The Ass and the Lapdog

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Caxton's translation (1484)[edit]

Of the asse and of the yong dogge

None ought to entermete hym of that what he can not do wherof Esope recyted suche a fable / Of an asse whiche was in the hows of a lord / whiche lord had a lytyll dogge / whiche he loued wel / and gaf hym mete and ete vpon his table / And the lytyll dogge lyked and chered / and lepte vpon his gowne / And to alle them that were in the hows he made chere / wherfor the asse was enuyous and sayd in hym self / yf my lord and his meyny loue this myschaunt beste by cause that he chereth and maketh feste to euery body / by gretter reason they ought to loue me yf I make chere to them / Thenne sayd he in hym self / Fro hensforth I shalle take my disporte and shalle make Ioye and playe with my lord / and wyth his meyny / And ones as the asse was in this thoughte and ymagynacion / hit happed that he sawe his lord whiche entryd in to his hows / the asse beganne thenne to daunse and to make feest and songe with his swete voys / and approched hym self toward his lord & went & lepte vpon his shoulders / and beganne to kysse and to lykke hym / The lord thenne beganne to crye oute with a hyghe voys and sayd / lete this fowl and payllard / whiche hurteth and byteth me sore / be bete and putt awey / The lordes seruauntes thenne toke anone grete staues / and beganne to smyte vpon the poure asse / and so sore corryged and bete hym / that after he had no luste ne courage to daunse / ne make to none chere ne feste /

And therfore none ought to entermete hym self for to doo a thynge / whiche as for hym impossyble is to be done / For the vnwyse displeseth there / where as he supposeth to please

L'Estrange's translation (1692)[edit]

AN ASS AND A WHELP

A Gentleman had got a Favorite-Spaniel, that would be still toying and leaping upon him, licking his Cheeks, and playing a thousand pretty Gamboles, which the Master was well enough pleas’d withal. The wanton Humour succeeded so well with the Puppy, that an Ass in the House would needs go the same gamesome way to work, to curry favour for himself too; but he was quickly given to understand, with a good Cudgel, the difference betwixt the one Play-Fellow and the other.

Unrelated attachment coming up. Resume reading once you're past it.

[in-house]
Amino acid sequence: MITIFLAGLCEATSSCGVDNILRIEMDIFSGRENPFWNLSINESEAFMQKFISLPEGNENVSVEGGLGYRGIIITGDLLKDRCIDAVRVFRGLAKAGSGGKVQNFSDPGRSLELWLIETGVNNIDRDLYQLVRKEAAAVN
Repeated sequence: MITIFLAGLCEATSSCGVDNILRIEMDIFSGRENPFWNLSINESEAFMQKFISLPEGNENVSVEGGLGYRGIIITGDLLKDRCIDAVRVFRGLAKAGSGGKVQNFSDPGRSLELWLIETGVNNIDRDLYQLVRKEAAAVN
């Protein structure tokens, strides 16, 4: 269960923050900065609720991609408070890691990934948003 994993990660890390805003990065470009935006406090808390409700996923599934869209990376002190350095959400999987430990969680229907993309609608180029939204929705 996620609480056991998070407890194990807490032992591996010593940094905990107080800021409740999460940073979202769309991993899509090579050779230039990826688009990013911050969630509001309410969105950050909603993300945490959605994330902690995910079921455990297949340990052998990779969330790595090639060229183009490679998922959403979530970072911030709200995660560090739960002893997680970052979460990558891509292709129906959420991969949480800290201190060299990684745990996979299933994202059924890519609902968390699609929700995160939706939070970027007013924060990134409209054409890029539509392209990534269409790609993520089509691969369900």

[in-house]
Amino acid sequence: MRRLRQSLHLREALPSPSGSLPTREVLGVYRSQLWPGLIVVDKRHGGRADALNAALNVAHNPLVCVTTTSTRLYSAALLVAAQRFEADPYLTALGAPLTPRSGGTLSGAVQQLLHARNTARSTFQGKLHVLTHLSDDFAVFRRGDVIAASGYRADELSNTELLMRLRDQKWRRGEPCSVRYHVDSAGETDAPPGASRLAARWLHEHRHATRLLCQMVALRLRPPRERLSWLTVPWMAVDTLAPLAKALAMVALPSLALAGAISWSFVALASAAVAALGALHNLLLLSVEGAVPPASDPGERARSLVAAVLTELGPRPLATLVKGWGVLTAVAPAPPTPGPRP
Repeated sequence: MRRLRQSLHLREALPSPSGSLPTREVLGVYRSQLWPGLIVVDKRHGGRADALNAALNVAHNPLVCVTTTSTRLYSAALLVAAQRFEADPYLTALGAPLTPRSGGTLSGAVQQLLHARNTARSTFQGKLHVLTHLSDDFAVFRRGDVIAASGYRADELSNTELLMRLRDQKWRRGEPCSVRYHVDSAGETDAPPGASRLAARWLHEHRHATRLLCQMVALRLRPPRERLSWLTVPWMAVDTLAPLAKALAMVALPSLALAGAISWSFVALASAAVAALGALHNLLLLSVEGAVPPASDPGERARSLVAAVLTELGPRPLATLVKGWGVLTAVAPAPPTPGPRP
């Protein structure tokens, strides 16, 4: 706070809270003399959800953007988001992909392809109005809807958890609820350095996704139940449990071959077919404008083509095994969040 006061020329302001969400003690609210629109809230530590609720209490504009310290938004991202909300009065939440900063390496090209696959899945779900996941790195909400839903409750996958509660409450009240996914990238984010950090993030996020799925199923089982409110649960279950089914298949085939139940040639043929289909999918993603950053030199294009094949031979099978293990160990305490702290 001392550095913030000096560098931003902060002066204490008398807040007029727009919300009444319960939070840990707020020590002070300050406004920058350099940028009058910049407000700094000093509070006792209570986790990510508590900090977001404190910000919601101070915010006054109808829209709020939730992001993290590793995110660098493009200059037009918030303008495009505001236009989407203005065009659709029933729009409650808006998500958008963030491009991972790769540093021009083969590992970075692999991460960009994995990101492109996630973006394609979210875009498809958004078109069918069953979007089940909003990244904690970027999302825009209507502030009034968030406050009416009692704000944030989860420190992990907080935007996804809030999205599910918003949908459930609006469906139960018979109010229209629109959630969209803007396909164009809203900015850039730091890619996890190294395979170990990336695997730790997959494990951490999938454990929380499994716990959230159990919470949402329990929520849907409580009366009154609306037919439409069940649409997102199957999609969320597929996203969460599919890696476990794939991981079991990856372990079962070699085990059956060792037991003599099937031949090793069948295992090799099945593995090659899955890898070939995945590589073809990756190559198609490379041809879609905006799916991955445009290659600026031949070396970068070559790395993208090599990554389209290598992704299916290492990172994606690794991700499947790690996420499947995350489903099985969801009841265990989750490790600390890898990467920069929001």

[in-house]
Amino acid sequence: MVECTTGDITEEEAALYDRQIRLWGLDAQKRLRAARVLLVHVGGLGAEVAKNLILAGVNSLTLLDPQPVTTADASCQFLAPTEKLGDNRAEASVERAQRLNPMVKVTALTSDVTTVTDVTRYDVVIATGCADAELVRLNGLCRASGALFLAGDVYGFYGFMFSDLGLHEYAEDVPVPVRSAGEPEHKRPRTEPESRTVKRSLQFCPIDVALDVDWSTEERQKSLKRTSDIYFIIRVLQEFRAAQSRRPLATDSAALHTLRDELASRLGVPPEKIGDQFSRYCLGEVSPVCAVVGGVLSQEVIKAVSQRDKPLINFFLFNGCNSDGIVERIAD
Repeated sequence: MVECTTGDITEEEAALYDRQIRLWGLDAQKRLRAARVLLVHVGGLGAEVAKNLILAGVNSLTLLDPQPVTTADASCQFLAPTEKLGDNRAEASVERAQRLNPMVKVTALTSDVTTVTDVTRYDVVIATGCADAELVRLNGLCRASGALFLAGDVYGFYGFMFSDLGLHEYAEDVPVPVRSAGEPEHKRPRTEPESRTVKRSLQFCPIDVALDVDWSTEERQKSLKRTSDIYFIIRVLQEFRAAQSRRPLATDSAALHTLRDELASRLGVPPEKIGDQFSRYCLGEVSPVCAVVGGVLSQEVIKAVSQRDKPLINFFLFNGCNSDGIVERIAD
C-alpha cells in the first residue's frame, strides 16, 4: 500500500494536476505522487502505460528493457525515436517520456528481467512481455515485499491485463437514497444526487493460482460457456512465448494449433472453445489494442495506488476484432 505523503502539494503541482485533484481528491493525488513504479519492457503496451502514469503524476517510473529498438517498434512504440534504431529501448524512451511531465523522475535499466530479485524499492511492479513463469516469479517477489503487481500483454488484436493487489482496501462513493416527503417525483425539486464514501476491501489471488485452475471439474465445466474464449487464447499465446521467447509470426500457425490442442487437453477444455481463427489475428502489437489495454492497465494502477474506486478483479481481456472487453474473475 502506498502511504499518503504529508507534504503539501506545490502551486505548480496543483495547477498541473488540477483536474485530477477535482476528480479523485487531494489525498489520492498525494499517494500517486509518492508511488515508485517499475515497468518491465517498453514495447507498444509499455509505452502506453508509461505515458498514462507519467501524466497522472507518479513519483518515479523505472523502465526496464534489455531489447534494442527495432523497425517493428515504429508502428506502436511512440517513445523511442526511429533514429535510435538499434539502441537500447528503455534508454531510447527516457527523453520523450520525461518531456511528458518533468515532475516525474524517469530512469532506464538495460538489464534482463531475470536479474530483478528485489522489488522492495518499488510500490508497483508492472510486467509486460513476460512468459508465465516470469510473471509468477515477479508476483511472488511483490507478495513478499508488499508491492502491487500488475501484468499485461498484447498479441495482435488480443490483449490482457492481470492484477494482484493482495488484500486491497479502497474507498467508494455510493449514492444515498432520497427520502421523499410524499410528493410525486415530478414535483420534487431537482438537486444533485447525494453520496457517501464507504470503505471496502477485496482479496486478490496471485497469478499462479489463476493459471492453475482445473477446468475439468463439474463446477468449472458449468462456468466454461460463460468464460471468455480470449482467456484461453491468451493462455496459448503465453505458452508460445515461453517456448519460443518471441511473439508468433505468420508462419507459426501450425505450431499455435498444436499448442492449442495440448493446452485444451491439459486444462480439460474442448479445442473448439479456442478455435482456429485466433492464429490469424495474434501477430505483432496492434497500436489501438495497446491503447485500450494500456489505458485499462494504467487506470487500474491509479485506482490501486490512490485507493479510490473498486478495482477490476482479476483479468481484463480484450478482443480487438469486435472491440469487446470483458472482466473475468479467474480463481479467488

THE MORAL People that Live by Example, should do well to look very narrowly into the Force and Authority of the President, without saying or doing things at a venture: For that may become one Man, which would be absolutely intolerable in another, under different Circumstances.

Townsend's translation (1887)[edit]

The Ass and the Lapdog

A Man had an Ass, and a Maltese Lapdog, a very great beauty. The Ass was left in a stable and had plenty of oats and hay to eat, just as any other Ass would. The Lapdog knew many tricks and was a great favorite with his master, who often fondled him and seldom went out to dine without bringing him home some tidbit to eat. The Ass, on the contrary, had much work to do in grinding the corn-mill and in carrying wood from the forest or burdens from the farm. He often lamented his own hard fate and contrasted it with the luxury and idleness of the Lapdog, till at last one day he broke his cords and halter, and galloped into his master's house, kicking up his heels without measure, and frisking and fawning as well as he could. He next tried to jump about his master as he had seen the Lapdog do, but he broke the table and smashed all the dishes upon it to atoms. He then attempted to lick his master, and jumped upon his back. The servants, hearing the strange hubbub and perceiving the danger of their master, quickly relieved him, and drove out the Ass to his stable with kicks and clubs and cuffs. The Ass, as he returned to his stall beaten nearly to death, thus lamented: "I have brought it all on myself! Why could I not have been contented to labor with my companions, and not wish to be idle all the day like that useless little Lapdog!"


Jacobs' translation (1894)[edit]

The Ass and the Lapdog

A Farmer one day came to the stables to see to his beasts of burden: among them was his favourite Ass, that was always well fed and often carried his master. With the Farmer came his Lapdog, who danced about and licked his hand and frisked about as happy as could be. The Farmer felt in his pocket, gave the Lapdog some dainty food, and sat down while he gave his orders to his servants. The Lapdog jumped into his master's lap, and lay there blinking while the Farmer stroked his ears. The Ass, seeing this, broke loose from his halter and commenced prancing about in imitation of the Lapdog. The Farmer could not hold his sides with laughter, so the Ass went up to him, and putting his feet upon the Farmer's shoulder attempted to climb into his lap. The Farmer's servants rushed up with sticks and pitchforks and soon taught the Ass that

Clumsy jesting is no joke.